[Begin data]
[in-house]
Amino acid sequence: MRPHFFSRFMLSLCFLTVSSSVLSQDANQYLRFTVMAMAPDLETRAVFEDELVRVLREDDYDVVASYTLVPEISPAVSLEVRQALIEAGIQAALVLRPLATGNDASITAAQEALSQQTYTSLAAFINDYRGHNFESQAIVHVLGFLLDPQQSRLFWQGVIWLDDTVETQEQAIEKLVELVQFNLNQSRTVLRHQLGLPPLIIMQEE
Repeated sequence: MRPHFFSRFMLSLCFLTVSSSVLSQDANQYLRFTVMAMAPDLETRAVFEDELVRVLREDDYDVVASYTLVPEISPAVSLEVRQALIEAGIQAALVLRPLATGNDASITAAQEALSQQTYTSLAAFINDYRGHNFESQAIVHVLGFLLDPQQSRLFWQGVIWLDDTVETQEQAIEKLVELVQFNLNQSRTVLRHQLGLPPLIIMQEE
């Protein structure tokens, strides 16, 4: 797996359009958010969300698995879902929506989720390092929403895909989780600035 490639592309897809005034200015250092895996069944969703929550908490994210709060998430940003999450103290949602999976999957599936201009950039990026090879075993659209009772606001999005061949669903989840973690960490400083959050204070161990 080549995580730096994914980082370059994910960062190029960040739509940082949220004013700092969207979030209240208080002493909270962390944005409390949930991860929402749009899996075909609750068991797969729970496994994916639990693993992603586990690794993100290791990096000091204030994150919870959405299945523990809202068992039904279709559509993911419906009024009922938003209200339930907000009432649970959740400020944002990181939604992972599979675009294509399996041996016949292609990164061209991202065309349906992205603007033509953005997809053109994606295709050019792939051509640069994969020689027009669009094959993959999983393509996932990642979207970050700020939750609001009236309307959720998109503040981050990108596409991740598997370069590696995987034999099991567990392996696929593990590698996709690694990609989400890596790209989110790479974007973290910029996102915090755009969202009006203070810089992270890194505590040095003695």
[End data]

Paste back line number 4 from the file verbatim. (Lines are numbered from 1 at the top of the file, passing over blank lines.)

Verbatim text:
């Protein structure tokens, strides 16, 4: 797996359009958010969300698995879902929506989720390092929403895909989780600035 490639592309897809005034200015250092895996069944969703929550908490994210709060998430940003999450103290949602999976999957599936201009950039990026090879075993659209009772606001999005061949669903989840973690960490400083959050204070161990 080549995580730096994914980082370059994910960062190029960040739509940082949220004013700092969207979030209240208080002493909270962390944005409390949930991860929402749009899996075909609750068991797969729970496994994916639990693993992603586990690794993100290791990096000091204030994150919870959405299945523990809202068992039904279709559509993911419906009024009922938003209200339930907000009432649970959740400020944002990181939604992972599979675009294509399996041996016949292609990164061209991202065309349906992205603007033509953005997809053109994606295709050019792939051509640069994969020689027009669009094959993959999983393509996932990642979207970050700020939750609001009236309307959720998109503040981050990108596409991740598997370069590696995987034999099991567990392996696929593990590698996709690694990609989400890596790209989110790479974007973290910029996102915090755009969202009006203070810089992270890194505590040095003695």